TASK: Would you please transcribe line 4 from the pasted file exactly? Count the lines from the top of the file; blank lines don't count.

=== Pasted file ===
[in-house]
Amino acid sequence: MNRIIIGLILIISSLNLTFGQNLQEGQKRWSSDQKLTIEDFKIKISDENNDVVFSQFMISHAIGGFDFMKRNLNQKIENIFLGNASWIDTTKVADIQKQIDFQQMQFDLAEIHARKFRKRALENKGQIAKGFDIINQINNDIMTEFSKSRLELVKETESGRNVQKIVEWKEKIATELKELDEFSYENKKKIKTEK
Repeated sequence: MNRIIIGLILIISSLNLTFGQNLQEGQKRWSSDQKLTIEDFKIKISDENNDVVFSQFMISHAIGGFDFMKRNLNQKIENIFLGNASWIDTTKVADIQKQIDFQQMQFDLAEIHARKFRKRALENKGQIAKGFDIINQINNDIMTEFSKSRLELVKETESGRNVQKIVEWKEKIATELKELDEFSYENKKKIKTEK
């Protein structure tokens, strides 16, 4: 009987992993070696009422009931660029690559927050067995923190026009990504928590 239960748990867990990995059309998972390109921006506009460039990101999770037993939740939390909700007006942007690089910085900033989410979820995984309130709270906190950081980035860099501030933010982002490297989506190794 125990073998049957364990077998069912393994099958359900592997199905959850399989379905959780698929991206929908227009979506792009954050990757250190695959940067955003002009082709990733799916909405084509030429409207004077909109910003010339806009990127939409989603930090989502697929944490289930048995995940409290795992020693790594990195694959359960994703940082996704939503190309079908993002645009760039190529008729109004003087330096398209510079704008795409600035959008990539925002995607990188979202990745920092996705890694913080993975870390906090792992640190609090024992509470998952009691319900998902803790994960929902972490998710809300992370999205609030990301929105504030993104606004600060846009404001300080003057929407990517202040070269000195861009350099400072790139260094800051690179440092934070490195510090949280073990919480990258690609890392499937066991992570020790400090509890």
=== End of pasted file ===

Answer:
């Protein structure tokens, strides 16, 4: 009987992993070696009422009931660029690559927050067995923190026009990504928590 239960748990867990990995059309998972390109921006506009460039990101999770037993939740939390909700007006942007690089910085900033989410979820995984309130709270906190950081980035860099501030933010982002490297989506190794 125990073998049957364990077998069912393994099958359900592997199905959850399989379905959780698929991206929908227009979506792009954050990757250190695959940067955003002009082709990733799916909405084509030429409207004077909109910003010339806009990127939409989603930090989502697929944490289930048995995940409290795992020693790594990195694959359960994703940082996704939503190309079908993002645009760039190529008729109004003087330096398209510079704008795409600035959008990539925002995607990188979202990745920092996705890694913080993975870390906090792992640190609090024992509470998952009691319900998902803790994960929902972490998710809300992370999205609030990301929105504030993104606004600060846009404001300080003057929407990517202040070269000195861009350099400072790139260094800051690179440092934070490195510090949280073990919480990258690609890392499937066991992570020790400090509890």